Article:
Unfortunately, a job interview can be a minefield of things you shouldn’t say. One wrong word can truly make a bad impression and sink your candidacy.
When preparing for an interview, it’s good to know what words hiring managers tend to see as red flags. Below is a short list of terms you’ll want to avoid – if you truly want to get the job.
“That Boss was a Nightmare”
You should avoid speaking negatively about anyone from your professional past, especially a past boss. Even if a previous supervisor bullied and harassed employees, it’s hard to convey that in a job interview without raising suspicions that you were actually the problem. In this situation, it’s best to take the high road and say you needed to move on.
“I Don’t Know Much About That…”
In trying to be upfront and honest with a potential employer, it’s easy to admit to not knowing something here and there. Unfortunately, when you admit to having a gap in your knowledge, you’re basically saying that you’re not an ideal candidate, even when that might not be the case. Rather than drawing attention to a shortcoming, concentrate on the positives. When asked about something you don’t know much about, pivot to your transferable abilities, such as your passion, enthusiasm and ability to adapt.
“I Actually Have a Good Answer for That”
When you walk into an interview prepared to reel off answer after rehearsed answer, you will probably have a very difficult time having an authentic discussion with your interviewer and hiring managers don’t tend to like candidates who avoid a real conversation. Of course, you should walk in prepared, but emphasize actual conversation, not rehearsed responses.
“Perfectionism/ Working Too Hard/ Etc. Is My Greatest Weakness”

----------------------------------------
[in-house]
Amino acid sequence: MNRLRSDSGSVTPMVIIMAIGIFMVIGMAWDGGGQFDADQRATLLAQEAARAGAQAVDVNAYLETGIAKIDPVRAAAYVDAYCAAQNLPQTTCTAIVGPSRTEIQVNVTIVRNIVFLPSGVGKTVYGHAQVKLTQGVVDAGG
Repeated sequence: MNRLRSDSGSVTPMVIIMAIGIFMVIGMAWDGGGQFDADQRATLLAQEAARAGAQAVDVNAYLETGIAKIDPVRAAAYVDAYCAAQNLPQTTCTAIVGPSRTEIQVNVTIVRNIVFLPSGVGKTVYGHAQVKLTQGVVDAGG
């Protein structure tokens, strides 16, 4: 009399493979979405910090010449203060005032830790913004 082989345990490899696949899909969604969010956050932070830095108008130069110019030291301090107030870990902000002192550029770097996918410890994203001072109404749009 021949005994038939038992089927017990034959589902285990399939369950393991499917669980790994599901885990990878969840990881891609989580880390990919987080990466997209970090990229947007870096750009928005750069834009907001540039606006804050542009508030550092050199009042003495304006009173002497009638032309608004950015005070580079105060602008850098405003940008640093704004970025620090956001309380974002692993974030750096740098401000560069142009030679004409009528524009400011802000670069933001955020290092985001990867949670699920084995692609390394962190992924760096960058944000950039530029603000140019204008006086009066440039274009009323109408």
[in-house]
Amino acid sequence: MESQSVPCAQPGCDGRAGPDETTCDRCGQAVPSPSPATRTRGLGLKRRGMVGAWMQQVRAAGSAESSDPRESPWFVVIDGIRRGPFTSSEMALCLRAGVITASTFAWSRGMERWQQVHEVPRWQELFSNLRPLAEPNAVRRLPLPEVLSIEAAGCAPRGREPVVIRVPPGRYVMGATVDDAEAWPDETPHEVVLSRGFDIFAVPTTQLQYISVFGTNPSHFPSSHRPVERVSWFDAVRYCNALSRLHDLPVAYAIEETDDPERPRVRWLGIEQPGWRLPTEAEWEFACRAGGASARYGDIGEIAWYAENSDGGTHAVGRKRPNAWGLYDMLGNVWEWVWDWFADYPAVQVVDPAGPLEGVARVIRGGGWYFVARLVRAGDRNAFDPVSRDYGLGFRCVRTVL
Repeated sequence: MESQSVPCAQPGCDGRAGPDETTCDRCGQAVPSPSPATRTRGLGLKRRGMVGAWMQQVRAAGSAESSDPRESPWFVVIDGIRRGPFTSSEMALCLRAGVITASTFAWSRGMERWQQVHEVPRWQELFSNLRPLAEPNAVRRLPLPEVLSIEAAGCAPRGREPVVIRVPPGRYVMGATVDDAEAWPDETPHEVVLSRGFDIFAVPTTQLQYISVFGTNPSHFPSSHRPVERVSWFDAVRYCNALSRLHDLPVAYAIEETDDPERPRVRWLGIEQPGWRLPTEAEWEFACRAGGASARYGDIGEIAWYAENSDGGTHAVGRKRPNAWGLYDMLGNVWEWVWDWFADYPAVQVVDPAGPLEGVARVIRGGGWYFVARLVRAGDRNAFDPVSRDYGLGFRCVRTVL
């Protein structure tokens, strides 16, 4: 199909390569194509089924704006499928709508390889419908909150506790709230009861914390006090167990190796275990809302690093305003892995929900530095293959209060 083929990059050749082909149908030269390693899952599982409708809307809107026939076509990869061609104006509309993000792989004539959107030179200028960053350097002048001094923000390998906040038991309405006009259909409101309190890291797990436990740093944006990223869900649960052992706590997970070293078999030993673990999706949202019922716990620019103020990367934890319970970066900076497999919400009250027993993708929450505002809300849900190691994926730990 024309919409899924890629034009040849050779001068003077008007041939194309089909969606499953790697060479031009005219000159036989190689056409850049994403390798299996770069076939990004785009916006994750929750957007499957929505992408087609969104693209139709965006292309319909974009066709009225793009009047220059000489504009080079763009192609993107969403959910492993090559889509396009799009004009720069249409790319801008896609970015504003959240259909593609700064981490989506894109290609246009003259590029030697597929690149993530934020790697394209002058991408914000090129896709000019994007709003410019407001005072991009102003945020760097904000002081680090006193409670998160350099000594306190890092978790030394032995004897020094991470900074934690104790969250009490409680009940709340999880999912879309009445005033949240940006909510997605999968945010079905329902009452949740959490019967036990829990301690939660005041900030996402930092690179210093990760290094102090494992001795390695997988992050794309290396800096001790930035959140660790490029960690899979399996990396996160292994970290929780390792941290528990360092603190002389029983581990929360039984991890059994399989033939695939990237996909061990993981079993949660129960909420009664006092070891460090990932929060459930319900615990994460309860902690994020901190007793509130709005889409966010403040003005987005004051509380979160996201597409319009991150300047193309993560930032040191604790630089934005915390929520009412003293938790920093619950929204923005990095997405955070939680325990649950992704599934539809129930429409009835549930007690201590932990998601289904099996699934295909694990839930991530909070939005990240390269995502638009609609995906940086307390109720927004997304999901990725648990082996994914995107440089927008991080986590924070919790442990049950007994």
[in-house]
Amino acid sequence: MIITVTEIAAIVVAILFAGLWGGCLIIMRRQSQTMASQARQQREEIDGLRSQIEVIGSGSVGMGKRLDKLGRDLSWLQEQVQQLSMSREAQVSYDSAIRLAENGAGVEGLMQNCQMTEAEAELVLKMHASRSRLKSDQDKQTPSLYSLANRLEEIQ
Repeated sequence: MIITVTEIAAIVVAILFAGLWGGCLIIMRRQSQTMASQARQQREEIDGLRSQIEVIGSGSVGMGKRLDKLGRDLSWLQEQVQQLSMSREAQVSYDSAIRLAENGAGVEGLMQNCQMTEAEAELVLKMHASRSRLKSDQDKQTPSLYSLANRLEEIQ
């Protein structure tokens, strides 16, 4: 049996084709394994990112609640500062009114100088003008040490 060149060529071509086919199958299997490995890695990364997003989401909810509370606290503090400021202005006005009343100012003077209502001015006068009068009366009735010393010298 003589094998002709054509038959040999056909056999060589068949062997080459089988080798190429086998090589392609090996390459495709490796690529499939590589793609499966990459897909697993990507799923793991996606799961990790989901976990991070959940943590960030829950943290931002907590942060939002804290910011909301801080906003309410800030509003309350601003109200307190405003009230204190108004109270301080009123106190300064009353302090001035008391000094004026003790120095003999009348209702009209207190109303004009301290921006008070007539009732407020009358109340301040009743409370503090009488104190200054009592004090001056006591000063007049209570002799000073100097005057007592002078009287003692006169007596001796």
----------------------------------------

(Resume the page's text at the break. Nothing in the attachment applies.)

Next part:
Because this is one of the most common interview questions, almost every candidate walks into an interview with a rehearsed answer, and some people try to cleverly humble-brag their way through it. The thing is – hiring managers hear these “clever” answers all the time.
Instead, give a genuine response that highlights an area where you’d like to improve, and go on to talk about what you’re doing to address that weakness.
“I’m Always Trying to Think Outside the Box”
There’s nothing more inside the box than saying “outside the box” and using clichés in an interview is a bad strategy. Instead of clichés, focus on telling compelling stories that convey your abilities.
“How Much Vacation/ Pay/ Potential for Promotion Does this Position Have?”
An interviewer wants to talk about your potential fit for the open position. While compensation and paid time off are a part of that discussion, bringing up these subjects upfront will make you seem superficial and self-interested.
If you have any dealbreakers regarding compensation, make sure you hash them out before you sit down for an interview.
We Can Help You with Your Next Interview
At NSC, we help our candidates all the way through the application process, including the interview stage. Please contact us today to find out how we can help with your next interview.